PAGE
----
When investors think of large equity markets and robust pipelines of initial public offerings (IPO), they usually think of the U.S.
While this happens for a reason, IPO fever can and does grip other countries, and that’s happening this year in India. Due to the spate of new issues coming to market, India’s equity could vault to the world’s fifth-largest, (passing the U.K.) in three years on its way to a combined market capitalization of $5 trillion, according to Goldman Sachs.
Among U.S.-listed India exchange traded funds, the VanEck Vectors India Growth Leaders ETF (GLIN) is perhaps the most levered to the aforementioned themes. Home to 82 stocks, GLIN follows the MarketGrader India All-Cap Growth Leaders Index (MGINGRNR). That index is heavily allocated to growth stocks, though not ones that are excessively valued, and it’s positioned to potentially capitalize on a new wave of growth names coming to market in Asia’s third-largest economy.
“Many of India’s largest technology start-ups have announced plans to go public, which some investors say will usher the beginning of a new era for the entire ecosystem,” reports Saheli Roy Choudhury for CNBC. “Food delivery firm Zomato became the first of a slate of prominent names to be publicly listed. Others in the pipeline include payments giant Paytm, ride-hailing start-up Ola and e-commerce firm Flipkart.”
How quickly newly public companies find their way to GLIN remains to be seen, but the ETF allocates 29.7% of its weight to technology stocks, making it an ideal future destination for newly public Indian tech companies. Demographic data confirm the opportunity set with Indian tech IPOs.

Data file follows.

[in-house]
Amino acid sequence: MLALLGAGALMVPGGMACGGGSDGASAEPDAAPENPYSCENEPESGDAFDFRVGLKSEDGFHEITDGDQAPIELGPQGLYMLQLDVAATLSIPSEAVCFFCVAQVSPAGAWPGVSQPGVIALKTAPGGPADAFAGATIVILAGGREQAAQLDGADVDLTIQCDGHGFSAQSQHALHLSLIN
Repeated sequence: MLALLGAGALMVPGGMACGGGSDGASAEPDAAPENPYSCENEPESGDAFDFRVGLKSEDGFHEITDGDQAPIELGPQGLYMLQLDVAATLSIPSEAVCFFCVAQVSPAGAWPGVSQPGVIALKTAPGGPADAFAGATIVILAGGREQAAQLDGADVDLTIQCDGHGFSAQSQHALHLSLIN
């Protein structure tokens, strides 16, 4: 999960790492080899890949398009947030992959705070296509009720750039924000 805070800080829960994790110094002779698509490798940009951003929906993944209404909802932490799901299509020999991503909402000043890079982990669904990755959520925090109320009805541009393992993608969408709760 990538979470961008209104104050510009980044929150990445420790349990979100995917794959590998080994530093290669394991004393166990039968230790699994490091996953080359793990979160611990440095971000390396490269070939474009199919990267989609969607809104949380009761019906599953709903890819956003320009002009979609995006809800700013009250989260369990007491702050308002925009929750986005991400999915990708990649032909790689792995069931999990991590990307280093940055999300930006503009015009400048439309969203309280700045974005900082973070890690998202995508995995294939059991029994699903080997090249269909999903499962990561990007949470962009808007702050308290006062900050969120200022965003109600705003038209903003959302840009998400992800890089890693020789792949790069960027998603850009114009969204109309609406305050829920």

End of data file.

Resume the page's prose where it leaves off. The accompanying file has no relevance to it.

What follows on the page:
“India is home to more than 800 million internet users and has over half-a-billion smartphone users — second only to China. The growth is in part due to the availability of cheap mobile data. The coronavirus pandemic also pushed many sectors online, from grocery delivery to shopping, and education to digital payments,” according to CNBC.
Going forward, GLIN’s roster size could expand or, at the very least, make room for more tech and internet companies because Goldman Sachs estimates that there are 67 Indian unicorns — startups valued at $1 billion or more. That’s one of the biggest tallies in the world outside of the U.S.
GLIN has some other avenues to possible IPO exposure via a combined weight of 9.1% to the consumer discretionary and communication services sectors.
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The opinions and forecasts expressed herein are solely those of Tom Lydon, and may not actually come to pass. Information on this site should not be used or construed as an offer to sell, a solicitation of an offer to buy, or a recommendation for any product.